It's results day! But did doing A Levels (or not) help your creative career?

13 August 2015
Reading Time
3 minute read

44flavours: London Graphic Centre Billboard Wall of Wisdom (Detail)

Today is A Level results day, so we’re eschewing pictures of pretty tanned young things opening envelopes in favour of picking the equally pretty brains of some top creatives about what they studied, how they did, and whether what they did between 16 and 18-years-old made any difference to their careers.

Mike Alderson, co-founder/creative director, ManvsMachine

“I didn’t do A Levels, I did a mechanical engineering apprenticeship in a glass factory. It was a five year apprenticeship but I left after two years, it wasn’t what I wanted to do. By hook or by crook I got into design, I did HND course and went from there. I don’t think A Levels have any bearing and I don’t even think degrees do : we employ 18 people and I don’t think I’ve ever asked what degree they got, it’s the portfolio that matters. What I think is nice is variation – it would be so boring if everyone went through the A Levels, art foundation, degree route.”

Shaz Madani, independent designer and art director

“When I did them they’d just introduced AS and A2s. I did maths mechanics, physics, fine art and graphics. I loved both the arts and sciences. But it was pretty intense. I quickly found it required two very different parts of my brain and it was hard to constantly switch from one to the other. So I eventually dropped physics and maths (to the disappointment of my teacher – I was the only girl in her class, and she had “high hopes" for me!) I went with my gut and focussed on art. If someone had shown me more support/guidance I may have been able to combine the two, perhaps pursued a career in architecture or creative engineering! But who knows…”

Jake Green, photographer

“I did media studies, photography and business studies, getting two Bs (media and photography) and a C. I do think they informed my career, not that many of the things I learnt are really still relevant or of any great value… But they feel like a really good test for what I actually wanted to do. An introduction, but clearly much more focussed than GCSEs. A levels were a step in the right direction after tedious GCSEs.”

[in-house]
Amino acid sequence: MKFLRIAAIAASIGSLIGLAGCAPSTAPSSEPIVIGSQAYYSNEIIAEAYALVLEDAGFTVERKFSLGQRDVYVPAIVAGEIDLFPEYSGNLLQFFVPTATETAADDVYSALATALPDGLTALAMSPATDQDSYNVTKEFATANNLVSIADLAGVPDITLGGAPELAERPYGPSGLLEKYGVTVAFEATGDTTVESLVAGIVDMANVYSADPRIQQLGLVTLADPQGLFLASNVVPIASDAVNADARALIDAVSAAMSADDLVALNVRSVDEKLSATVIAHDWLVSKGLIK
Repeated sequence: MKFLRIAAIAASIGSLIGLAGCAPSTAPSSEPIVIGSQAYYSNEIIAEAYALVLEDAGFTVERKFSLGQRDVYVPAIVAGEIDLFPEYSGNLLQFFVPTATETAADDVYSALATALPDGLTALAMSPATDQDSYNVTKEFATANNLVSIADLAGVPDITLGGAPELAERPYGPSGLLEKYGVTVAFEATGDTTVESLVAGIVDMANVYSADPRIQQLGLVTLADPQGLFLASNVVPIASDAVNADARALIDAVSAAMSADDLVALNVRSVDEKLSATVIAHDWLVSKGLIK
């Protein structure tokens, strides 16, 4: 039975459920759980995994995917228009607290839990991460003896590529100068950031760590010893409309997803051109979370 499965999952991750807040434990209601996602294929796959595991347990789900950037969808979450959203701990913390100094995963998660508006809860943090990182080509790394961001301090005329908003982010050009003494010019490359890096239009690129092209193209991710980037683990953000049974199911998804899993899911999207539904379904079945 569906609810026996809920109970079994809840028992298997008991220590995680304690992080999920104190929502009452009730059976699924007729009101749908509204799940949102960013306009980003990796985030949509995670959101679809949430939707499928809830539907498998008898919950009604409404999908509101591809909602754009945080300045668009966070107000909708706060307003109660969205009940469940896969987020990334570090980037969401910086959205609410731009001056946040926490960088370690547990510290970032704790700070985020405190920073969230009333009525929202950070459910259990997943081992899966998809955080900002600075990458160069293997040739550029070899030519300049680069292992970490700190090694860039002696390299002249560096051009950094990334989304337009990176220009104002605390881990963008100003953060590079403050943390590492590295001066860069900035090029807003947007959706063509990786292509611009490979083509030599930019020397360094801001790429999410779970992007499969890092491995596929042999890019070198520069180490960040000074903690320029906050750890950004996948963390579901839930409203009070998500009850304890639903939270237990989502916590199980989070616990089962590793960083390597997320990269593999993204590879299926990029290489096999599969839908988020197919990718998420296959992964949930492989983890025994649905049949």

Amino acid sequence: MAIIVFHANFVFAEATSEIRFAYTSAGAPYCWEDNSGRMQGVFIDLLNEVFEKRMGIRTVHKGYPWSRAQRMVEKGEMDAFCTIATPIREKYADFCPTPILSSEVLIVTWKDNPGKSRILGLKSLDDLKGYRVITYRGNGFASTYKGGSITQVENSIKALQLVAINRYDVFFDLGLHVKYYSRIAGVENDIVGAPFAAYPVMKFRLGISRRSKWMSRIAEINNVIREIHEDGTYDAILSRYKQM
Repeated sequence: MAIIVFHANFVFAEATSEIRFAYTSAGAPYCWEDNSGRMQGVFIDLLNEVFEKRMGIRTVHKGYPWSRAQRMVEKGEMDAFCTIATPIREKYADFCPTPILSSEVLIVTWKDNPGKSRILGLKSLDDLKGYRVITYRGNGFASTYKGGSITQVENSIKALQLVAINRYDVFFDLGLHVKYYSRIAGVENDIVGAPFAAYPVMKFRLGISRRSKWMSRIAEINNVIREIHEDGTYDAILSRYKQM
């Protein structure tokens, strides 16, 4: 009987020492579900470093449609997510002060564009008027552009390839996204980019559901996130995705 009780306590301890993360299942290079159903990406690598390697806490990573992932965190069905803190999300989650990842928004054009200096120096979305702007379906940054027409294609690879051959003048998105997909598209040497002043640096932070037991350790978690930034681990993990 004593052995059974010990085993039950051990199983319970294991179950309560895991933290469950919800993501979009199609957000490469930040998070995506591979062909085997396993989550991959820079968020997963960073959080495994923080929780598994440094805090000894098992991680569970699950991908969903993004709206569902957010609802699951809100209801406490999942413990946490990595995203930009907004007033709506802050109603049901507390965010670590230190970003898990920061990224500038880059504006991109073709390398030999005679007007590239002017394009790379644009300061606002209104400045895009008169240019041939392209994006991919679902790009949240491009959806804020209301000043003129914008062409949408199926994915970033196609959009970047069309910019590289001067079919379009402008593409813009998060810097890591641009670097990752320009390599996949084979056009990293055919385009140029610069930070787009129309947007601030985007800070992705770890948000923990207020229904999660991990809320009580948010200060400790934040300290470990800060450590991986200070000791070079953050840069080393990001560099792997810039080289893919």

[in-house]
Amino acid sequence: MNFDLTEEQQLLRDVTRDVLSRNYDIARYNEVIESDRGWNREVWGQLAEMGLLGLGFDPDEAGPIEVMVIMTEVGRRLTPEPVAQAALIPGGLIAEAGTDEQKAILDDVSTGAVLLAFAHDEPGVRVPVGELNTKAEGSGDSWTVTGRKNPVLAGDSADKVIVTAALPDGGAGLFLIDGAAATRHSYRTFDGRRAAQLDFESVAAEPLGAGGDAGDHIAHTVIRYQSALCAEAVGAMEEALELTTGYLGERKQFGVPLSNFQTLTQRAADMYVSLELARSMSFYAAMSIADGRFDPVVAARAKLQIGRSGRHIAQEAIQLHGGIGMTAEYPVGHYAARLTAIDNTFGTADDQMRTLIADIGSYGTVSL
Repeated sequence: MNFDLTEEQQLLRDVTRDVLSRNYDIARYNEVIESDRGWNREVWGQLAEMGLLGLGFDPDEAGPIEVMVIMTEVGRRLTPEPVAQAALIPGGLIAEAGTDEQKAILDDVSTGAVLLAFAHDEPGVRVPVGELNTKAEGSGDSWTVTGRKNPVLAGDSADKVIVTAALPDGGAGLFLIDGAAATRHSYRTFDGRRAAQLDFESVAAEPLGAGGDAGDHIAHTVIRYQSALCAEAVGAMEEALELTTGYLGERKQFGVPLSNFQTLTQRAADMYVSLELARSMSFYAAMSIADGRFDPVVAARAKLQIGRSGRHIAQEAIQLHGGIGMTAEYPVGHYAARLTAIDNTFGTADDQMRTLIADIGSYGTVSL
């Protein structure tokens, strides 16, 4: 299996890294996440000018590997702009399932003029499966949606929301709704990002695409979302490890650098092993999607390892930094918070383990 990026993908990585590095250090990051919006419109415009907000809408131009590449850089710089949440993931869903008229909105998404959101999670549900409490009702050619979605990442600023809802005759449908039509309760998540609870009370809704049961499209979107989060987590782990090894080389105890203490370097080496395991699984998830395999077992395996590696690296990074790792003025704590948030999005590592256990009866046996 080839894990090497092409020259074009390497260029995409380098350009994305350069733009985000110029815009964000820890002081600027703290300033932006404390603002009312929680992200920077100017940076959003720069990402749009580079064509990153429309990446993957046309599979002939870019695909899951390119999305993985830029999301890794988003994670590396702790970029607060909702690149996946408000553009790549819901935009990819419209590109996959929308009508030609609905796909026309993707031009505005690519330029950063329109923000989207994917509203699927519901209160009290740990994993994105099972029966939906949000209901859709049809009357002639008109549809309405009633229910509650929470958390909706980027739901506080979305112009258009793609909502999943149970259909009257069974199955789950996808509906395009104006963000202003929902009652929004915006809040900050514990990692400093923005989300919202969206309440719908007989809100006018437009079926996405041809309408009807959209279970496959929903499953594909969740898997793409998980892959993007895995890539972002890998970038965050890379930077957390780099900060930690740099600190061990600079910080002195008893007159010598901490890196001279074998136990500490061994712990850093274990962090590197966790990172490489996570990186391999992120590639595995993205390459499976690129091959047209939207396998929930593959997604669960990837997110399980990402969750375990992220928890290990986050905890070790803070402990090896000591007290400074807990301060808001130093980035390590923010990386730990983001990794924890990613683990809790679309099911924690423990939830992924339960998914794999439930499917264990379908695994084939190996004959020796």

David Blanco, graphic designer and founder of Blank Editions records

“I did art and design and communication at St Aloysuis college, Highgate. I enjoyed it, even though at that age ( 16 – 17 -18 ) all you want to do is get out of school and explore the bigger picture, it was very a productive period for me. I was immersed in music and found it very empowering to be able to use the facilities at school to create things. I wasn’t into drinking and smoking, so I ended up having to come up with things to do with all the spare time I had whilst my friends were out getting sloshed…pretty boring I know. I wasn’t very studious at school, not in any academic capacity anyways, i wasn’t the brainiest kid in my class, but I wasn’t the thickest. I think most forms of studentship have value as you are in a position to use it to your advantage and take what you need from being a student, art is a tricky one as your portfolio, attitude and reputation are ultimately what get you work not how well you did in your A Levels, which will seem like ancient history to most working professionals. Saying that, I think it’s good to be in an environment where you can be inspired of what is going on around you, but ultimately it really does depend on the individuals attitude and what vision or goal they have set themselves.”

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Emily Gosling

Emily joined It’s Nice That as Online Editor in the summer of 2014 after four years at Design Week. She is particularly interested in graphic design, branding and music. After working It's Nice That as both Online Editor and Deputy Editor, Emily left the company in 2016.

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